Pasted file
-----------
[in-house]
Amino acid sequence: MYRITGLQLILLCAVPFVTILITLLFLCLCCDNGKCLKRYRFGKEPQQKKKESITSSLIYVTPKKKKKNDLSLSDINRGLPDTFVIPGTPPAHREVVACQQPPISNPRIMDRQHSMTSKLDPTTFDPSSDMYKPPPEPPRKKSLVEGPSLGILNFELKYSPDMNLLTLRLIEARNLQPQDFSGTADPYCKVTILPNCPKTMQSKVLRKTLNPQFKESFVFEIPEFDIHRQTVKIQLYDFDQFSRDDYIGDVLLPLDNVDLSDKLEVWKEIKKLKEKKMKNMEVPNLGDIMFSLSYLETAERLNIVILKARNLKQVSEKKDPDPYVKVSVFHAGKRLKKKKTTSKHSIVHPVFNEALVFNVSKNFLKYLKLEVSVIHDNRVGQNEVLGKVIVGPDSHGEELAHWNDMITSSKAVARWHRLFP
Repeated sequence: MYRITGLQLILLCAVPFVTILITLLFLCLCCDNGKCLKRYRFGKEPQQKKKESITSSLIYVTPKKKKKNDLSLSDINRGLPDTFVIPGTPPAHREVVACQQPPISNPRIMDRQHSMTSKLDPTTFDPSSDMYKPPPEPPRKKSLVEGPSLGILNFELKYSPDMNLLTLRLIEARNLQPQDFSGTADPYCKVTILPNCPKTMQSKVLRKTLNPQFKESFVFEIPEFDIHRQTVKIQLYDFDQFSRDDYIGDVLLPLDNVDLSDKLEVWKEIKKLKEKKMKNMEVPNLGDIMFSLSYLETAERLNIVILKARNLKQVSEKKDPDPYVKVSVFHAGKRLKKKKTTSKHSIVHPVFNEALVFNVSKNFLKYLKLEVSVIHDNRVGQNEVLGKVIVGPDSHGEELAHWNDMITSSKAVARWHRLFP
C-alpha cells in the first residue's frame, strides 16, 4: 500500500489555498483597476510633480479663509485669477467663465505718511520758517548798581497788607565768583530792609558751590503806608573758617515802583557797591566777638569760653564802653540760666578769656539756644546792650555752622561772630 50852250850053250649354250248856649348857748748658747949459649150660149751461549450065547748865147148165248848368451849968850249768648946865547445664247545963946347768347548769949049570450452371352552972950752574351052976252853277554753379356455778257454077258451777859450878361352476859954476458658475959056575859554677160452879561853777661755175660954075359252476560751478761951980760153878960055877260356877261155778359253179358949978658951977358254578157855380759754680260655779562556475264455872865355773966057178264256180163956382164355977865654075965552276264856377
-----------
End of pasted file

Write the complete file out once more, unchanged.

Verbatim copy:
[in-house]
Amino acid sequence: MYRITGLQLILLCAVPFVTILITLLFLCLCCDNGKCLKRYRFGKEPQQKKKESITSSLIYVTPKKKKKNDLSLSDINRGLPDTFVIPGTPPAHREVVACQQPPISNPRIMDRQHSMTSKLDPTTFDPSSDMYKPPPEPPRKKSLVEGPSLGILNFELKYSPDMNLLTLRLIEARNLQPQDFSGTADPYCKVTILPNCPKTMQSKVLRKTLNPQFKESFVFEIPEFDIHRQTVKIQLYDFDQFSRDDYIGDVLLPLDNVDLSDKLEVWKEIKKLKEKKMKNMEVPNLGDIMFSLSYLETAERLNIVILKARNLKQVSEKKDPDPYVKVSVFHAGKRLKKKKTTSKHSIVHPVFNEALVFNVSKNFLKYLKLEVSVIHDNRVGQNEVLGKVIVGPDSHGEELAHWNDMITSSKAVARWHRLFP
Repeated sequence: MYRITGLQLILLCAVPFVTILITLLFLCLCCDNGKCLKRYRFGKEPQQKKKESITSSLIYVTPKKKKKNDLSLSDINRGLPDTFVIPGTPPAHREVVACQQPPISNPRIMDRQHSMTSKLDPTTFDPSSDMYKPPPEPPRKKSLVEGPSLGILNFELKYSPDMNLLTLRLIEARNLQPQDFSGTADPYCKVTILPNCPKTMQSKVLRKTLNPQFKESFVFEIPEFDIHRQTVKIQLYDFDQFSRDDYIGDVLLPLDNVDLSDKLEVWKEIKKLKEKKMKNMEVPNLGDIMFSLSYLETAERLNIVILKARNLKQVSEKKDPDPYVKVSVFHAGKRLKKKKTTSKHSIVHPVFNEALVFNVSKNFLKYLKLEVSVIHDNRVGQNEVLGKVIVGPDSHGEELAHWNDMITSSKAVARWHRLFP
C-alpha cells in the first residue's frame, strides 16, 4: 500500500489555498483597476510633480479663509485669477467663465505718511520758517548798581497788607565768583530792609558751590503806608573758617515802583557797591566777638569760653564802653540760666578769656539756644546792650555752622561772630 50852250850053250649354250248856649348857748748658747949459649150660149751461549450065547748865147148165248848368451849968850249768648946865547445664247545963946347768347548769949049570450452371352552972950752574351052976252853277554753379356455778257454077258451777859450878361352476859954476458658475959056575859554677160452879561853777661755175660954075359252476560751478761951980760153878960055877260356877261155778359253179358949978658951977358254578157855380759754680260655779562556475264455872865355773966057178264256180163956382164355977865654075965552276264856377